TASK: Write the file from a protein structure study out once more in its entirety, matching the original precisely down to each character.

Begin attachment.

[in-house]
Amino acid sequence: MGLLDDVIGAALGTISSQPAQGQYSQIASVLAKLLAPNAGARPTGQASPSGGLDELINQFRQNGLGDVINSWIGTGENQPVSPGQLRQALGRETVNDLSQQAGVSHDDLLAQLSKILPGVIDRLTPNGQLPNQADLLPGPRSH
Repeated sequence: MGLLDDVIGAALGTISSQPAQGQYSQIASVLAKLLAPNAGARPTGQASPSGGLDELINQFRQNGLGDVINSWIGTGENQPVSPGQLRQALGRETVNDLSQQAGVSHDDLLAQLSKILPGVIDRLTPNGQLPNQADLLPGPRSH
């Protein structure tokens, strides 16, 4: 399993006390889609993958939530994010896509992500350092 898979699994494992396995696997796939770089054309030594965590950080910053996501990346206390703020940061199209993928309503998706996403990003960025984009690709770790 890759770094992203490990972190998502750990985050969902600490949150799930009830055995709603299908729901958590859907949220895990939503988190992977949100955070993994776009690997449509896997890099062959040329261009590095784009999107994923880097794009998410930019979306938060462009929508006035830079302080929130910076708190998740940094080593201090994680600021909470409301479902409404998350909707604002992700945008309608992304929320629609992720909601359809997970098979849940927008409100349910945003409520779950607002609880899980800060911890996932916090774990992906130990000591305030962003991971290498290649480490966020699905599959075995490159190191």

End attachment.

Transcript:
[in-house]
Amino acid sequence: MGLLDDVIGAALGTISSQPAQGQYSQIASVLAKLLAPNAGARPTGQASPSGGLDELINQFRQNGLGDVINSWIGTGENQPVSPGQLRQALGRETVNDLSQQAGVSHDDLLAQLSKILPGVIDRLTPNGQLPNQADLLPGPRSH
Repeated sequence: MGLLDDVIGAALGTISSQPAQGQYSQIASVLAKLLAPNAGARPTGQASPSGGLDELINQFRQNGLGDVINSWIGTGENQPVSPGQLRQALGRETVNDLSQQAGVSHDDLLAQLSKILPGVIDRLTPNGQLPNQADLLPGPRSH
């Protein structure tokens, strides 16, 4: 399993006390889609993958939530994010896509992500350092 898979699994494992396995696997796939770089054309030594965590950080910053996501990346206390703020940061199209993928309503998706996403990003960025984009690709770790 890759770094992203490990972190998502750990985050969902600490949150799930009830055995709603299908729901958590859907949220895990939503988190992977949100955070993994776009690997449509896997890099062959040329261009590095784009999107994923880097794009998410930019979306938060462009929508006035830079302080929130910076708190998740940094080593201090994680600021909470409301479902409404998350909707604002992700945008309608992304929320629609992720909601359809997970098979849940927008409100349910945003409520779950607002609880899980800060911890996932916090774990992906130990000591305030962003991971290498290649480490966020699905599959075995490159190191």